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Dan Anderson and DDT

Dan Anderson clutches a herring gull in 1967 while doing research on DDT concentrations in gulls and other wildlife on Sister Island in the Green Bay.

STEVENS POINT — Wisconsin’s legislative chambers haven’t always been tainted by cynical and brazen abuses of power like those of last week.

In fact, 50 years ago almost to this day, the Assembly chambers hosted a gathering of worldwide significance that gave citizens a voice. It was the site of the opening forays of Wisconsin’s DDT hearings, when a group of Wisconsin citizens put the pesticide DDT on trial for polluting the state’s waters and wreaking ecological havoc. The administrative hearing initiated by the state-based Citizens Natural Resources Association and the fledgling New York-based Environmental Defense Fund (EDF) drew national and international attention. The action was widely backed by citizens across the state.

This proud moment in Wisconsin history led to a national ban on DDT, better control of toxic substances in the environment and other gains that marked a golden era of citizen engagement. The national ban was preceded by state actions, including Wisconsin's in 1971. In a bipartisan show, the state Assembly voted 98-0 in favor.

Unfortunately, some of the same forces that fought a DDT ban are more powerful than ever.

One of the people responsible for Wisconsin's action was Charles Wurster, a gutsy, young New York biochemist and one of the founders of EDF. He was a familiar face at the DDT hearings, which lasted six months and which Madison's Capital Times was the only media outlet to cover from gavel to gavel.

Wurster, now 88, lives in Silver Spring, Maryland. He shared his thoughts recently: “Fifty years ago the pesticide industry denied the reality of the DDT problem while attacking scientists who described it. Today, fossil fuel industries deny the reality of climate change while attacking scientists who define it and who warn that catastrophes lie ahead if we do not take swift actions.”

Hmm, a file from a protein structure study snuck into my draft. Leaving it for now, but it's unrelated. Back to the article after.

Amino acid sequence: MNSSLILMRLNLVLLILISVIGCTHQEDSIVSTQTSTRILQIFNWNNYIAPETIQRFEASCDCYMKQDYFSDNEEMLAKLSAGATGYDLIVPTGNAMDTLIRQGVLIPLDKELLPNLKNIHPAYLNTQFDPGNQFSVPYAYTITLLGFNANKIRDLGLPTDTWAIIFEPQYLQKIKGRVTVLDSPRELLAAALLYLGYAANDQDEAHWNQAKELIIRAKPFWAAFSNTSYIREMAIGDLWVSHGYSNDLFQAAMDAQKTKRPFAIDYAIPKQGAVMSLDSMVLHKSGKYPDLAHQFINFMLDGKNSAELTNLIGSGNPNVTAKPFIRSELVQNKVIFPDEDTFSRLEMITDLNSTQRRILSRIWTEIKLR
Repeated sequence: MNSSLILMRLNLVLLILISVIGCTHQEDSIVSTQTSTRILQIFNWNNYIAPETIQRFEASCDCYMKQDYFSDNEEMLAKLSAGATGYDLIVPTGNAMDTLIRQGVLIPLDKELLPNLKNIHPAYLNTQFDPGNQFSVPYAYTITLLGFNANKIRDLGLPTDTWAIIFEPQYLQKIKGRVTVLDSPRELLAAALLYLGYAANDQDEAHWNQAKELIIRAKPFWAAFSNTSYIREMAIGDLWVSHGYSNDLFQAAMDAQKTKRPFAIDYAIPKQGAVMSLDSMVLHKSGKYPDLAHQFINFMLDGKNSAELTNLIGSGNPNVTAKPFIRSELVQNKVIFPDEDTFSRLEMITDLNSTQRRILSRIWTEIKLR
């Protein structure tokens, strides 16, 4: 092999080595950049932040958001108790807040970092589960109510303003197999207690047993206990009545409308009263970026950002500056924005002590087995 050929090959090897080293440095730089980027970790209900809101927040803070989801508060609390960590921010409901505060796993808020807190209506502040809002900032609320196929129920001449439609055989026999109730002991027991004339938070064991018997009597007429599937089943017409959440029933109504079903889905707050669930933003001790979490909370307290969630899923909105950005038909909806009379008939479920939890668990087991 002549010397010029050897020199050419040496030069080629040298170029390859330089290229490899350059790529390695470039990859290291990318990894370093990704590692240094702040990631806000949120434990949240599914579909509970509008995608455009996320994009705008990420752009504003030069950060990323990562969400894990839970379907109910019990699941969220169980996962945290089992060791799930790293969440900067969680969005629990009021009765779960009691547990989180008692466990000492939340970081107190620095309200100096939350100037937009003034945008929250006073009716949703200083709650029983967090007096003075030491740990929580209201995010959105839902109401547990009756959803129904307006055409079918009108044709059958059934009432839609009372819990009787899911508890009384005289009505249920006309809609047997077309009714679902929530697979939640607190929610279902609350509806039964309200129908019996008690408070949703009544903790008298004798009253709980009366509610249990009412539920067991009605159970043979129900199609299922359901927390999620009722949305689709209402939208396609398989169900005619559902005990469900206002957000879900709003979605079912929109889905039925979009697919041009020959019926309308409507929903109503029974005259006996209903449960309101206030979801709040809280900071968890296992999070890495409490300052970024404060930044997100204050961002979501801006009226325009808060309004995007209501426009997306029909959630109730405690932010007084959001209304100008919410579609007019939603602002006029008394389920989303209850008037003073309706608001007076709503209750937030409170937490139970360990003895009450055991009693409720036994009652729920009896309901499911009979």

In Wisconsin, the science denials aren’t limited to climate, though we have seen the Walker administration not only deny climate science but seek to silence it in the Department of Natural Resources and other agencies. Powerful forces also deny that excess pumping of our groundwater threatens not only that resource but surface waters. Some of the same forces deny that today’s agricultural practices are polluting surface and ground waters, despite ample evidence.

Nationally, the chemical industry and Republicans in Congress continue the attacks. The World Health Organization classified the herbicide glyphosate (Roundup) as a probable carcinogen earlier this year. The response from Republicans in Congress was to threaten to cut off funding for WHO. Just a few weeks ago, the Environmental Working Group issued a report that said everything from popular breakfast cereals to canola oil contains concentrations of the widely used pesticide. Meanwhile, the Trump administration spit in the face of scientists who established a clear link between the pesticide chlorpyrifos and severe developmental delays in children, among other risks. Trump’s Environmental Protection Agency refused to follow the advice of its own scientists calling for a ban. The state of Hawaii this year tired of waiting and banned chlorpyrifos on its own.

Yes, the denials of science continue.

Science played a key role in the DDT ban, and a young graduate student at UW-Madison is credited with cracking the case. Dan Anderson was sent around the country and beyond by his graduate professor, Joseph Hickey, to measure eggshell thickness in collections. Anderson’s work helped establish DDT was responsible for thinning the eggshells of raptors and other birds, dramatically inhibiting reproduction.

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Anderson continued his work in ecotoxicology at the University of California-Davis. From Davis, he shared some thoughts:

“I had come to be rather optimistic that science would indeed help provide solutions to problems that might arise in future pollution situations…(But) given the present attitudes of many governments today, and more importantly the vastness and extent of climate change, new and more subtle contaminants, and building mixtures of pollutants in the overall environment, my optimistic attitude has been tempered a bit.”

Bill Berry of Stevens Point writes a semimonthly column for The Capital Times.

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